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|Articles - May 2013|
|Monday, April 29, 2013|
BY JOHN PINKSTAFF
Traffic congestion from Portland to the Oregon Coast along the Highway 99W corridor is steadily increasing. I vividly recall sitting in traffic on the way to the wine country or the beach, thinking there must be a cost-effective way to complete transportation projects in tight economic times.
Traffic congestion has substantial environmental and economic costs, and failure to invest adequately in transportation improvements will lead to travel delay and associated reductions in market access. In addition, it may result in a potential income loss valued at $1.7 billion annually in Oregon by 2025, with a loss of 16,000 ongoing jobs, according to “The Cost of Highway Limitations and Traffic Delay to Oregon’s Economy,” a 2007 study prepared by the Boston-based Economic Development Research Group, Inc.
Transportation-budget shortfalls have prevented traditional government funding for major infrastructure projects. The Newberg-Dundee Bypass that the Oregon Department of Transportation (ODOT) designed to improve mobility and reduce congestion would cost nearly $1 billion. There is $192 million in stimulus funds for phase one but no current or projected funding source for phases two or three.
However, there is a possible solution to this problem: a public-private partnership to deliver a limited-access highway from I-5 to the west end of McMinnville, paid for with private funds and given to the state after the private debt is paid for with user fees.
Public-private partnerships are not a new concept. They consist of an agreement between a private entity and a governmental agency for the development, financing, maintenance or operation of public infrastructure such as transportation facilities (e.g., bridges, highways, airports, seaports). A partnership infrastructure project typically provides for acceptance of a private investment in the project, sharing of resources and the means of providing the project, and cooperation in designing, developing and implementing the project. Partnerships are commonly used for private-sector delivery of on-time, on-budget, commercially viable transportation facilities in Europe, Latin America, Australia, Canada and the U.S.
State laws have authorized partnerships for transportation projects since 2003 (Oregon Innovative Partnerships Program, ORS 367.800 to 367.826), and for tollway projects since 1995 (ORS Chapter 383, and OAR 731-070-005 to 731-070-0360).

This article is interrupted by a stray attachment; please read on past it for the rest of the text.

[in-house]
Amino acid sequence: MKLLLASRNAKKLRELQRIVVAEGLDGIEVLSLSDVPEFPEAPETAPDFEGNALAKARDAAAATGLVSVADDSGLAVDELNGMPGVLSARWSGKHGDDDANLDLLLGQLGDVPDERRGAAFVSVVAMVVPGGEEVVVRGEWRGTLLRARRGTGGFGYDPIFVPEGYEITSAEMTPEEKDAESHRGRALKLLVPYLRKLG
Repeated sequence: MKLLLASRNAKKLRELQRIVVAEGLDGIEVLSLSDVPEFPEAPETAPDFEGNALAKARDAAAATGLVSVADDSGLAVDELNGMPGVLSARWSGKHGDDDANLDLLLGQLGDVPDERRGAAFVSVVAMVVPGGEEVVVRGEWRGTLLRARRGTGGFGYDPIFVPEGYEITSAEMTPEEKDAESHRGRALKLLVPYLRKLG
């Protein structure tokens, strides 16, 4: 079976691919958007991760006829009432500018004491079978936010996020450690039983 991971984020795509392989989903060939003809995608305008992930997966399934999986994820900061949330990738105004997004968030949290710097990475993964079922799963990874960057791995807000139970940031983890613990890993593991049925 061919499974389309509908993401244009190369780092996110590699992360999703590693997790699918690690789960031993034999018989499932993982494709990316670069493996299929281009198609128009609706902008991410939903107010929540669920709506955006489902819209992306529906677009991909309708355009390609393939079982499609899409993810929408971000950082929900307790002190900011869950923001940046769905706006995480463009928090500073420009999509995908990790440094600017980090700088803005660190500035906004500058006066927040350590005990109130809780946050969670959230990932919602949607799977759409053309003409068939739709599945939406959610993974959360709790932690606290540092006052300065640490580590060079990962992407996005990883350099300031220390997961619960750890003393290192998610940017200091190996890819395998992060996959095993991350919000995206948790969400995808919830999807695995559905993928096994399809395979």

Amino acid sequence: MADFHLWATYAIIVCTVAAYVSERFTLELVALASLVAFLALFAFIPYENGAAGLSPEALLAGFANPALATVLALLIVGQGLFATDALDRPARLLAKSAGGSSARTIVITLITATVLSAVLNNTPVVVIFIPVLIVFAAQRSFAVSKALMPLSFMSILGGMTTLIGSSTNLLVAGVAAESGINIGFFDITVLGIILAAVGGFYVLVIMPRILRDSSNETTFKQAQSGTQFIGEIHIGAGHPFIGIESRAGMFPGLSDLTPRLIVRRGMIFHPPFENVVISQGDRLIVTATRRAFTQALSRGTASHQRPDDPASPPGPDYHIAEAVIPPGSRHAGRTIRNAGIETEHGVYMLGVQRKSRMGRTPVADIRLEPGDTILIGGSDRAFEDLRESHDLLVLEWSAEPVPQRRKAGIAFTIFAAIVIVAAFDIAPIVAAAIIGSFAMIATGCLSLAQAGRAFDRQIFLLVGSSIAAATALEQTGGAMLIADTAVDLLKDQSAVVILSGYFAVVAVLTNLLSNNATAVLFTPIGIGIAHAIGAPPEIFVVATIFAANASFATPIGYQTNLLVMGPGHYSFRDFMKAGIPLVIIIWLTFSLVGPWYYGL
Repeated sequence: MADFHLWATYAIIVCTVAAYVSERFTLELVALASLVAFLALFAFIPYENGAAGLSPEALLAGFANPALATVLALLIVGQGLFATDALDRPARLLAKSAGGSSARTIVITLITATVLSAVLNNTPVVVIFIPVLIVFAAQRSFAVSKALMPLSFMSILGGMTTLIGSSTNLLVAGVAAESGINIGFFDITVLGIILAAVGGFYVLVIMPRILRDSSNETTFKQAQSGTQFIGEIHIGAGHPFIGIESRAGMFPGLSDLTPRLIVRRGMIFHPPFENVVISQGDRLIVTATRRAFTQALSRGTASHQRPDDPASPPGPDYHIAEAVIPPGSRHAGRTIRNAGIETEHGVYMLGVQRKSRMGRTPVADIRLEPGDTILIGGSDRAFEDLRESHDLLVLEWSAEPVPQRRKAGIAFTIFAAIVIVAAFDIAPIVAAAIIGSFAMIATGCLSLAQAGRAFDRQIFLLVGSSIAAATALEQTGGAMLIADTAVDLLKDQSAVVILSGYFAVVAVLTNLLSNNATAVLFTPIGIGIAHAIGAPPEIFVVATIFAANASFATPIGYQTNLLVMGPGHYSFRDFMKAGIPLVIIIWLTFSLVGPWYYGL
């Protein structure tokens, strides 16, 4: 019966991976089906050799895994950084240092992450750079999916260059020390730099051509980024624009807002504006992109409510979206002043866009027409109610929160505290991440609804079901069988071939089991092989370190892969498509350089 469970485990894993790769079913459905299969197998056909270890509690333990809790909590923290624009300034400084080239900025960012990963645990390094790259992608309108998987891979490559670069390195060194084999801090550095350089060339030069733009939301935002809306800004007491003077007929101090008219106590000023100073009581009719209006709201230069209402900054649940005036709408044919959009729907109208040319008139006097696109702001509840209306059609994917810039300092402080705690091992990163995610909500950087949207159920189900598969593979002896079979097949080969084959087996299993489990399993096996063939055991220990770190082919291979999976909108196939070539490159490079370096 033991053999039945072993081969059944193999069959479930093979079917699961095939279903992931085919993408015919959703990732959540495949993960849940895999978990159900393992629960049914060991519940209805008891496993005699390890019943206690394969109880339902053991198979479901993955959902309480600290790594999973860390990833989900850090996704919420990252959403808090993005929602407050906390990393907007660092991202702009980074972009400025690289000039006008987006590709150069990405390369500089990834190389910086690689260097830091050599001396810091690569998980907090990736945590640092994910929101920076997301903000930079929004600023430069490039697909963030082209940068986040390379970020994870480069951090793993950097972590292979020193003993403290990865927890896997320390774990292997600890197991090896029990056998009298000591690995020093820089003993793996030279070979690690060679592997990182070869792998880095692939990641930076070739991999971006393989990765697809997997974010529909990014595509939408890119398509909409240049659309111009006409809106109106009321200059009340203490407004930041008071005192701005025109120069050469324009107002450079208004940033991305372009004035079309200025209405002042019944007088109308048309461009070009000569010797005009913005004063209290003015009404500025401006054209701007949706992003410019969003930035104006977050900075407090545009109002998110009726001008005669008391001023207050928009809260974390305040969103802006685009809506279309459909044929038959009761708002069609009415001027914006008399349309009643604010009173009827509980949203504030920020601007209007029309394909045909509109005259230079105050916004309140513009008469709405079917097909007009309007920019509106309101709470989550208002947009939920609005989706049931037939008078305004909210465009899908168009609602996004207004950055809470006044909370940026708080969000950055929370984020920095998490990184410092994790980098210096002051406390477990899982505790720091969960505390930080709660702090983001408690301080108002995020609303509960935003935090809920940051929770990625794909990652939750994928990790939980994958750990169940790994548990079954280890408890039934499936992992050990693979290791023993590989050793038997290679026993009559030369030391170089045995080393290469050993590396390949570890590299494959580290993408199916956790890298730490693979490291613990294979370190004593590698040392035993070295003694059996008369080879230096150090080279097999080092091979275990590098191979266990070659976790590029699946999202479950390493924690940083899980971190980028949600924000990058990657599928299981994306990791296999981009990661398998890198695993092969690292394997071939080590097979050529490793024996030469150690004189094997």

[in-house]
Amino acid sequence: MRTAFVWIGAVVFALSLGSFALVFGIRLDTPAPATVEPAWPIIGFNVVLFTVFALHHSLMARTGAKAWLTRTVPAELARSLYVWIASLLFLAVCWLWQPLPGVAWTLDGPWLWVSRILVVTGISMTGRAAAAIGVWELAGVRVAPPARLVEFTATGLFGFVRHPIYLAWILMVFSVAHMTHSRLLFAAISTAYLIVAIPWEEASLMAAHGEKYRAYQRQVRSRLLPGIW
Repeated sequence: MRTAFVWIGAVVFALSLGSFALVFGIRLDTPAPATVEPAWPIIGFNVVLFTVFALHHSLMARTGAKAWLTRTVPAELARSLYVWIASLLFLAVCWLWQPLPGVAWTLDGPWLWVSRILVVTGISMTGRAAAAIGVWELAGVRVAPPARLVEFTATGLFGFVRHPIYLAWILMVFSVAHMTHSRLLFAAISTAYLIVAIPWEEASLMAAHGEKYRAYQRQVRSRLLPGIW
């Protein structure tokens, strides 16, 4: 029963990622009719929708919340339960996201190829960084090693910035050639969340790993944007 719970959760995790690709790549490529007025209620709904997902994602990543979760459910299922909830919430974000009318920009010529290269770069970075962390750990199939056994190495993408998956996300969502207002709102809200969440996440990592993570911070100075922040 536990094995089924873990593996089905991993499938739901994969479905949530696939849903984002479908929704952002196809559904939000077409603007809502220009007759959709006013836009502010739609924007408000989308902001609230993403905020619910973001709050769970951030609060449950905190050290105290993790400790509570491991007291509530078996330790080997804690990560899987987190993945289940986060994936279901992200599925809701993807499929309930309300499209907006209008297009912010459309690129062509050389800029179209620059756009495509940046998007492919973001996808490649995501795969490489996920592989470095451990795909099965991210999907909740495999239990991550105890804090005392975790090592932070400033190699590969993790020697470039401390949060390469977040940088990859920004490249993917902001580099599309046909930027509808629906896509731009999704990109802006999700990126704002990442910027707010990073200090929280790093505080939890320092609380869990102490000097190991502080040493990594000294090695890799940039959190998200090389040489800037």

Building upon existing law, House Bill 2696, currently before the Oregon legislature, would establish partnership methodology to deliver a specific transportation project: the “Coastal Parkway.” This parkway would be a 12- to 14-mile limited-access, high-safety standard highway from I-5 to McMinnville, paid for with private funds and tolls over a 30-year period, after which parkway ownership would be transferred to the state.
The estimated construction cost of the Coastal Parkway is $280 million to $340 million, using private financing and design-build with Oregon-based contractors and designers. Construction could begin as early as 2015 and finish as early as 2016.
The private entity must establish financial capacity; conduct environmental studies; design, construct and operate the facility paid for by user fees (tolling); reimburse ODOT’s expenses and transfer ownership to the state within 30 years, after which tolling will be eliminated. ODOT would use its condemnation power, if necessary, for right-of-way acquisition, and it will be an ODOT project for purposes of compliance with laws.
This is not forced tolling. Motorists would be able to choose between the tolled Coastal Parkway and the current non-tolled Highway 18 and 99W routes. No existing highways would be tolled.
Building state highway infrastructure through a partnership provides an option for bringing private investment into the transportation system to help offset shortfalls in governmental resources by shifting elements of funding, management, operations and financial risks to the private sector. At the same time, the state continues to play an important role through project evaluation, selection, permitting and oversight, and, in the end, receives public ownership of the project.
Thursday, December 18, 2014
BY MEGHAN NOLT
VIDEO: Under the radar — complete with a soda counter, the traditional Paulsen's Pharmacy looks to compete with big box retailers.
Thursday, December 04, 2014
BY DEBRA RINGOLD | OP-ED CONTRIBUTOR
How important are institutional and/or program evaluations provided by third parties in selecting a college or university program?
Thursday, December 11, 2014
BY JESSICA RIDGWAY
Lawger upends the typical hourly based fee model by letting clients determine the cost.
Friday, December 12, 2014
BY LINDA BAKER
A conversation with Oregon state economist Josh Lehner.
Thursday, November 20, 2014
BY JASON NORRIS | OB CONTRIBUTOR
Each month for Oregon Business, we assess factors that are shaping current capital market activity—and what they mean to investors. Here we take a look at two major developments regarding possible rollbacks of the Affordable Care Act (ACA).
Saturday, December 13, 2014
A look-in on the life of Norris & Stevens' president.
Friday, October 24, 2014
How does your workplace stack up against competitors? How can you improve workplace practices to help recruit and retain employees? Find out by taking our 100 Best Companies to Work for in Oregon survey!
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